Those who give snacks to National Park animals are encouraging a dangerous practice, writes Malaka Rodrigo
Along the Thanamalwila Road, bordering the Udawalawe National Park unfolds a unique relationship between Wild Elephants and People who feeds them. Teasing and Touching these jumbos can bring dangerous repercussions, warns the experts.
|Local visitors and tourists are unwittingly encouraging a potentially lethal habit when they feed wild elephants.|
A few years back, a single jumbo would be seen standing by the electric fence of the Udawalawe park, looking hopefully up and down the road for travellers who might stop by and give it food or toss out tidbits from their cars. After a while, the jumbo, a familiar sight at the fence, acquired a name, Rambo, and became a great wildlife attraction. Rambo made many human friends, and was later joined by another elephant, that was named Ramba. News was spreading along the jungle grapevine that treats were available at the fence. These days, you will see not one or two elephants but up to 20 or more male jumbos on the inside of the fence, waiting for treats from their two-legged pals.
Some 10 years ago, when the Uda Walawe fence was put up, it was seen as a “model” ecological boundary cum barrier, neatly marking out wildlife from human space. By and large, the fence has been well maintained and manned over the years.South Asian cultures see the feeding of animals, wild or tame, as meritorious. According to folklore, the first handful from your plate of rice should be put on a leaf or a rock and left out for an animal to eat. The “balu/kaputu dhaane” – food offerings for dogs and crows – are a common feature with many Sri Lankan households.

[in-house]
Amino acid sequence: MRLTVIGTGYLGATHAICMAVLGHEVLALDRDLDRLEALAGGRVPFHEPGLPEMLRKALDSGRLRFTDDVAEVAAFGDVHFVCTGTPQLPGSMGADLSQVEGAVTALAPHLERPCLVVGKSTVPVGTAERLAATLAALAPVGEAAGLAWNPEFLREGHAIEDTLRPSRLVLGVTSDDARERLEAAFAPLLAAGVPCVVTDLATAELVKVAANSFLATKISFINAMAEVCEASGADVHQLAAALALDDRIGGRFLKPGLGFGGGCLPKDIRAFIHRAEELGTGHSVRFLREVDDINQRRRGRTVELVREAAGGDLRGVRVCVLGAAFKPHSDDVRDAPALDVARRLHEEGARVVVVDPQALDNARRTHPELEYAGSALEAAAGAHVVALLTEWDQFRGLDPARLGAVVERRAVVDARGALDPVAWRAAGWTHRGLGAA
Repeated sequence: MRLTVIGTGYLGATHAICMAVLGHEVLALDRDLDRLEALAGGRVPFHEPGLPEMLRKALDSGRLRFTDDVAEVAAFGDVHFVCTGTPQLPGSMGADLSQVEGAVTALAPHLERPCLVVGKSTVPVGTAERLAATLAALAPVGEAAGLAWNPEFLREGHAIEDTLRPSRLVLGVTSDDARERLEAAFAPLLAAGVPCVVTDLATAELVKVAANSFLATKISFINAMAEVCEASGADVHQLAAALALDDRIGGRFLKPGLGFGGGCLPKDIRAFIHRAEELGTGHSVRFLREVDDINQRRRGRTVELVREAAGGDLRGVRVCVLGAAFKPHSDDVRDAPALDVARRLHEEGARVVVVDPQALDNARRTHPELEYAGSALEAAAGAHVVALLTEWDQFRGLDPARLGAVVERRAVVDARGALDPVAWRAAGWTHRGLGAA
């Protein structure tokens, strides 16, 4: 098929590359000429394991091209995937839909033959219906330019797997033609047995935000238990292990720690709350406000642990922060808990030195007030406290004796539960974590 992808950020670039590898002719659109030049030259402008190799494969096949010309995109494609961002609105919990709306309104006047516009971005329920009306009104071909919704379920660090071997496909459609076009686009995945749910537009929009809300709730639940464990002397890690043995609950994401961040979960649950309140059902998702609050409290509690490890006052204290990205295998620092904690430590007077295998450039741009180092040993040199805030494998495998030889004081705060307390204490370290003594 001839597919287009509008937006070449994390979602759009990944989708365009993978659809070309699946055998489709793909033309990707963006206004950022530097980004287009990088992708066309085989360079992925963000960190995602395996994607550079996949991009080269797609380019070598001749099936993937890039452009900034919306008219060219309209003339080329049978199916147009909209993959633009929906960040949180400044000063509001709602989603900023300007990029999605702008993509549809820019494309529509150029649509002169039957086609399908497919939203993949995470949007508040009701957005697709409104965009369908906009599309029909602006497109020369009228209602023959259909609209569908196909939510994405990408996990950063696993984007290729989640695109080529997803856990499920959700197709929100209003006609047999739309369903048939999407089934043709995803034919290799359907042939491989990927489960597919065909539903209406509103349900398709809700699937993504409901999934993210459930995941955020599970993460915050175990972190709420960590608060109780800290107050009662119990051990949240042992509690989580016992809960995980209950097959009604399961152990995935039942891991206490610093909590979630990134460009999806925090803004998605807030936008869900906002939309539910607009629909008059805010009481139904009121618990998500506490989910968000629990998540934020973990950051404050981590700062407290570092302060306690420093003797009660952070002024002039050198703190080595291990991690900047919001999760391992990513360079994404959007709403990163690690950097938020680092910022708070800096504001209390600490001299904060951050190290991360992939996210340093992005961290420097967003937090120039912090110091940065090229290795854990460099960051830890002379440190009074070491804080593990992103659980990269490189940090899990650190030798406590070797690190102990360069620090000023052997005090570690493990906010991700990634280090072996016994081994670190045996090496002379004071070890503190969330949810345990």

The Thanamanwila road is an important route for tourists and pilgrims heading to the South East. Not everyone who stops to feed the elephants means well. Some tease the animals by showing food and then withdrawing the treat. Such behaviour is provocative and only invites attack.
|The animal and human numbers are rising daily. Photos: Malaka Rodrigo|
The Udawalawe fence is electrified only when night falls. Nocturnal prowlers that come in physical contact with the fence are in for a rude shock. Last year, the park management decided to switch on the fence during the day as well in order to avoid a disaster waiting to happen.
However, the fence requires regular maintenance and repair as jumbos break the fence more frequently now, which means the electricity has to be switched off. Villagers also trip the wires in the fence so then can send cattle into the national park to graze. As a result, the electric fence is often not functional during the day. Elephants are smart, and it is only matter of time before they will sense that the fence is “powerless” much of the time during the day.